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9/11/2018
09:35 AM
Dawn Kawamoto
Dawn Kawamoto
Dawn Kawamoto
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Will Charges Against WannaCry & Sony Cybercrimes Suspect Temper Future Attacks?

The Justice Department has charged North Korean national Park Jin Hyok with conspiracy to commit wire fraud and computer-related fraud in several high-profile cases, including the WannaCry ransomware virus attack and Sony Pictures Entertainment hack. Will cases like this temper future cyber attacks?

Alleged North Korea spy Park Jin Hyok is the latest person to face cybercrime charges as part of several high-profile cases brought by US Department of Justice against cybercriminals and other assorted bad actors.

However, whether the case leads to a chilling effect on such attacks remains to be seen.

Earlier this month, the Justice Department slapped Park, a computer programmer who is allegedly tied to the infamous Lazarus Group and government-front company Chosun Expo Joint Venture, with two criminal conspiracy counts. (See Lazarus Suspected of Attacking South Korea Sites With Zero-Day Exploit.)

Park faces one count of conspiracy to commit computer fraud and abuse and one count of conspiracy to commit wire fraud. The charges are tied to Park's alleged involvement in creating malware for the WannaCry 2.0's ransomware attack that spread rapidly across the globe last year, as well as the $81 million cyber bank heist from Bangladesh Bank in 2016 and the retaliatory hack attack against Sony Pictures Entertainment for its movie The Interview in 2014. (See North Korean-Linked Group Stops Targeting US Ahead of Summit.)

The US Treasury Department also hit Park and Chosun Expo Joint Venture with sanctions last week.

Park charges to temper tide of cyber attacks?
Although the Justice Department FBI identified Park as a suspect in these cases and charged him with these crimes, he remains at large. But some security experts say that these charges alone may still have an impact on cybercriminals.

"The attacks listed originated from a rogue nation and working with our strategic allies, we were able to determine the who, what, where, and when of the crimes. This should serve as a warning shot for any future cybercriminals," Morey Haber, chief technology officer with BeyondTrust, told Security Now.

Haber added that the Internet can hide a user, threat actor or nation only to a certain point and with the proper tools, resources, and expertise, these threats can be reversed engineered and the threat actors identified over time.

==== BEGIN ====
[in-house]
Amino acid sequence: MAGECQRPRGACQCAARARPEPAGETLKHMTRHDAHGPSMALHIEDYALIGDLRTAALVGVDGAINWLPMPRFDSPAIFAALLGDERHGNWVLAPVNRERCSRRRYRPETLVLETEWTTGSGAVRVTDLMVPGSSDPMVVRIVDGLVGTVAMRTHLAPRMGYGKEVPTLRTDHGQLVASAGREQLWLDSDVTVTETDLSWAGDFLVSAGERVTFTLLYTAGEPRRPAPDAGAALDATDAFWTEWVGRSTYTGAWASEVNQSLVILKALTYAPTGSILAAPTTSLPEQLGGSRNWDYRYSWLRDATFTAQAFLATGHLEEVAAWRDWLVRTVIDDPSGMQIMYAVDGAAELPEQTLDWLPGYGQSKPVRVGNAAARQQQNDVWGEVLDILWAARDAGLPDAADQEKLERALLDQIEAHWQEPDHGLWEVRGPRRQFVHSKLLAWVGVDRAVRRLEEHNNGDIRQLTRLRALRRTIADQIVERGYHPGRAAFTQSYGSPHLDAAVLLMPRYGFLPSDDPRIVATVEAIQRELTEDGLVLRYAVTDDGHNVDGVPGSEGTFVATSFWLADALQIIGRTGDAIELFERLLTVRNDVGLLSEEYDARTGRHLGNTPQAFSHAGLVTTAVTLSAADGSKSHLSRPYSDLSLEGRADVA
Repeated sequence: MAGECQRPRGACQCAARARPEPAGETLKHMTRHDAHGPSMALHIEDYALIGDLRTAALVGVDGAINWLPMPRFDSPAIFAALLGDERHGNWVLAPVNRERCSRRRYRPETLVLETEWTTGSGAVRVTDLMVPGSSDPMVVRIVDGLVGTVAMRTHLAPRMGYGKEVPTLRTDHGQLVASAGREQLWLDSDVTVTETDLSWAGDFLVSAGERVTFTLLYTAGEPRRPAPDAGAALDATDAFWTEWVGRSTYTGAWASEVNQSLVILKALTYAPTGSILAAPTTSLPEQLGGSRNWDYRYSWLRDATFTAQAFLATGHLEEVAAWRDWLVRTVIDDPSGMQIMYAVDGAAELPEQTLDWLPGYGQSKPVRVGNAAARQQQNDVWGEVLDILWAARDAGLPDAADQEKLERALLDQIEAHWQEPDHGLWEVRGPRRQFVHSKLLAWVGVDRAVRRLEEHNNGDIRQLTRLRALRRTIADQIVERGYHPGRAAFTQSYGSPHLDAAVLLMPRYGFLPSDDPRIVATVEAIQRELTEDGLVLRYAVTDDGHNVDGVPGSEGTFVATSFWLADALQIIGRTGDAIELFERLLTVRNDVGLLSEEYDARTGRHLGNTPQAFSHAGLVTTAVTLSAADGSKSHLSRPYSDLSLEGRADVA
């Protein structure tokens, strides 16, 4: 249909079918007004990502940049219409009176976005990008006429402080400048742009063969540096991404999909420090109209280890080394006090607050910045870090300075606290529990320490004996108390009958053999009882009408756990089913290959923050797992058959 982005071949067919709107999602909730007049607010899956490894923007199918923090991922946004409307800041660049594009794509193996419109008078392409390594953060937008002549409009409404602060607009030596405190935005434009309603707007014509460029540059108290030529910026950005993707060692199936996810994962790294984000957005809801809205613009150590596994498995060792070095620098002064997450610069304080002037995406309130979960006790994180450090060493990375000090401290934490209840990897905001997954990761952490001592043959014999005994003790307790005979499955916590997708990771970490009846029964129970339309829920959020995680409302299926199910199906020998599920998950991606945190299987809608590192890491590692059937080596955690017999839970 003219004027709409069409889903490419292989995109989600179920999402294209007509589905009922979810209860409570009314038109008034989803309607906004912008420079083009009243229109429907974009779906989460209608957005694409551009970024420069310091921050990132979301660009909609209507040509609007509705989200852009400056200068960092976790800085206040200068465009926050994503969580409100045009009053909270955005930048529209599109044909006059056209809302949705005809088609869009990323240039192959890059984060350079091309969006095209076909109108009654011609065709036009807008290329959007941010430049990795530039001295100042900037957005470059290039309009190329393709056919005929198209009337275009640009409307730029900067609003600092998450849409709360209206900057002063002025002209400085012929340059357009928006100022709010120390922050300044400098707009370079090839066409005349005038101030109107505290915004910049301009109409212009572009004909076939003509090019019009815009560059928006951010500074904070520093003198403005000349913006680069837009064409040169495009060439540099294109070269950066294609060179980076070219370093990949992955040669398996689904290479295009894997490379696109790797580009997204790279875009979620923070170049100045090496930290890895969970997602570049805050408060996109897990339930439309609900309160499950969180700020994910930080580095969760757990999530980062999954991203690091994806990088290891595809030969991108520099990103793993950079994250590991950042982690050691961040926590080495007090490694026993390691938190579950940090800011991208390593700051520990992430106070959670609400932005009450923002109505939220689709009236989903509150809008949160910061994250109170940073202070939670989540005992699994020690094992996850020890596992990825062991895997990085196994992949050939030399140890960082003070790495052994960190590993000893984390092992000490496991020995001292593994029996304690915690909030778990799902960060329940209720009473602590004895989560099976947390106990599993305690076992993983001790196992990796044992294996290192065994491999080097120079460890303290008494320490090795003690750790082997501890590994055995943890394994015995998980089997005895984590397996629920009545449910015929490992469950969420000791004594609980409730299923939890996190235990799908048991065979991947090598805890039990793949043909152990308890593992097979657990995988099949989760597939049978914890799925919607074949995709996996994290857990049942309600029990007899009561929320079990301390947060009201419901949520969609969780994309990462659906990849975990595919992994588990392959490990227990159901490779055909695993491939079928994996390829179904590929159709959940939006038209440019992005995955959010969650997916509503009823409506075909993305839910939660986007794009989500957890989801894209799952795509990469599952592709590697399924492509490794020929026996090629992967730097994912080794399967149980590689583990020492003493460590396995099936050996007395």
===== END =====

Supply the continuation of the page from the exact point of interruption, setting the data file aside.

Mike Ahmadi, vice president of IoT security solutions at DigiCert, told Security Now: "Knowing with certainty who the attacker is goes a long way towards effective prosecution."

Perp walk
Over the years, US law enforcement agencies have reversed engineered several cybersecurity cases and arrested, charged and sentenced bad actors operating overseas.

Earlier this year, for example, Russian national Peter Yuryevich Levashov, 37, was extradited from Spain to face charges relating to his alleged involvement in operating the Kelihos botnet, which affected tens of thousands of infected computers worldwide. The so-called "spam king" allegedly distributed hundreds of millions of spam emails on a yearly basis.And last year, Chinese national Yu Pingan was arrested at a Los Angeles airport for allegedly using Sakula malware to pilfer information from US companies, a type of malware that was linked to the hacking of millions of sensitive records from the US Office of Personnel Management, according to a Reuters report.Haber added that the most effective way to reduce cybersecurity crimes is to embrace law enforcement "end-to-end."

"Law enforcement agencies have the knowledge, tools, capabilities, and expertise to investigate cybersecurity crimes and have the processes, procedures, and stamina to raise charges and bring the threat actors to a court of law," Haber said, adding that if law enforcement agencies did not have such capabilities, "threat actors would have no fear of conducting more crimes."

Related posts:

— Dawn Kawamoto is an award-winning technology and business journalist, whose work has appeared in CNET's News.com, Dark Reading, TheStreet.com, AOL's DailyFinance, and The Motley Fool.

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